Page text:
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Introduction to Ontologies in OWL Tutorial 02/03 December 2013.

From: Robert Stevens <robert.stevens@manchester.ac.uk>
Date: Mon, 21 Oct 2013 19:48:04 +0100
Message-ID: <526576E4.1030203@manchester.ac.uk>
To: semantic-web@w3.org, Kieran O'Malley <kieran.omalley@manchester.ac.uk>

Introduction to Implementing Ontologies in the Web Ontology Language (OWL)

the BioHealth Informatics group at the University of Manchester are 
pleased to invite you to participate in their internationally renowned 
OWL Ontology tutorials.

It is to be hosted at the University of Manchester on 02 and 03 December 

This two-day introductory ‘hands-on’ workshop aims to provide attendees 
with both the theoretical foundations and practical experience to begin 
OWL ontologies using the latest version of the Protégé-OWL tools 
(Protege4.3). It is based on Manchester's well-known "Pizza tutorial" (see

This tutorial will cover the main conceptual parts of the Web Ontology 
Language (OWL) through the hands-on building of an ontology focusing on 
pizzas and
their ingredients. A series of practical exercises take attendees 
through the process of conceptualizing the toppings found on a pizza; 
the entry of this
classification into the Protégé environment; the description of many 
types of pizza. All this is set in the context of using automatic 
reasoning to check
the consistency of the growing ontology and to use the reasoner to make 
queries about pizzas.

Since 2003 this tutorial, in various forms, has been given over 30 times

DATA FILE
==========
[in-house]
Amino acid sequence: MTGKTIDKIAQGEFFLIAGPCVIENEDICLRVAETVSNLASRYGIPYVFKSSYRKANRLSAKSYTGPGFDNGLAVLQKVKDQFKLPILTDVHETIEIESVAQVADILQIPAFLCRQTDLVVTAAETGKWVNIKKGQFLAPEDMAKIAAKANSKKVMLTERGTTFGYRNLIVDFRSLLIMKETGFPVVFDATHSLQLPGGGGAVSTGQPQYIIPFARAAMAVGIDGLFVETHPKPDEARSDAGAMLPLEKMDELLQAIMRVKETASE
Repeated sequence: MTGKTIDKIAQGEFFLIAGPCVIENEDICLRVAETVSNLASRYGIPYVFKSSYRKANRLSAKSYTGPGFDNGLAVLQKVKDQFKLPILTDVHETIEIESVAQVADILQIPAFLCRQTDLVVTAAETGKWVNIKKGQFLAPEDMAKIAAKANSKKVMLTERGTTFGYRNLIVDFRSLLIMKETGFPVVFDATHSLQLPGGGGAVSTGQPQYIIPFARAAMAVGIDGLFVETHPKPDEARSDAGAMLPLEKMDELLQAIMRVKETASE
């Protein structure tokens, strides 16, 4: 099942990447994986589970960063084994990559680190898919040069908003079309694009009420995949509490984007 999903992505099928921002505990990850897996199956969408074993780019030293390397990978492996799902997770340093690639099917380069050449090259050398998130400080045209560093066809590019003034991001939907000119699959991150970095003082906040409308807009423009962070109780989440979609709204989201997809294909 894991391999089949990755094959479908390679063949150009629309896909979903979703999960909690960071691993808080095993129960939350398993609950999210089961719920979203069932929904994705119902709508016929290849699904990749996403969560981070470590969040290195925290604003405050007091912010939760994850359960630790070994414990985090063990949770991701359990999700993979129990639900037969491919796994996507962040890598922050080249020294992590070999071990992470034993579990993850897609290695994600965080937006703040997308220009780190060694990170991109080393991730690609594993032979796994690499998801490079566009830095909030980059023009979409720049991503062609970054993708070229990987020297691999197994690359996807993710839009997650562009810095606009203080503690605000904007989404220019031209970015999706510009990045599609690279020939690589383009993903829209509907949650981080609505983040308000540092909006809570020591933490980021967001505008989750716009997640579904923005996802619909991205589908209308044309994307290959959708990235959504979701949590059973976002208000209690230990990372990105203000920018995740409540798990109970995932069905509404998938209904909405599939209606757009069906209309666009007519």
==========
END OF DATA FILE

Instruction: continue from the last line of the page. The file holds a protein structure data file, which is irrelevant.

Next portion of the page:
and been attended by hundreds of budding ontologists.

The aims of this tutorial are to:
- understand the use of ontologies
- understand statements written in OWL;
- understand the role of automatic reasoning in ontology building;
- build an ontology and use a reasoner to draw inferences based on that 
- gain experience in the Protégé 4 ontology building environment;
- gain insight into how OWL can play a role in semantic metadata.

ProfessorRobert Stevens, is a professor of computer science at the 
University of Manchester. His main areas of research interests include: 
(1) the development and use of ontologies to describe biology and to make
knowledge about molecular biology computationally useful; (2) communal 
building of ontologies -- enabling domain experts to use the power of 
formal, expressive
languages, such as the Web Ontology Language (OWL); and (3) semantic 
description of content through ontologies in e-Science research.
Dr. Georgina Moulton is an Education and Development Fellow with over 7 
years experience delivering education and development programmes in the 
health informatics sectors and focuses on the comprehension and use of 
ontologies. During her time at the University of Manchester, she has 
a portfolio of courses and set up the first Masters in BioHealth 
Informatics. Her most recent work involves developing a NW public health 
programme centred around an e-Lab.

Number of Places and Cost
In total there are 15 places. The cost of the course is £250 per day.

Registration and Further Information
To register, please email Kieran O'Malley 
(kieran.omalley@manchester.ac.uk) prior to November 25 2013. Payment 
options will be returned to you following
reservation. For further information please visit the website at:

Professor Robert Stevens
Bio-health Informatics Group
School of Computer Science
University of Manchester
Oxford Road
United Kingdom
M13 9PL

Tel: +44 (0) 161 275 6251
Blog: http://robertdavidstevens.wordpress.com
Web: http://staff.cs.manchester.ac.uk/~stevensr/
Received on Monday, 21 October 2013 18:48:18 UTC

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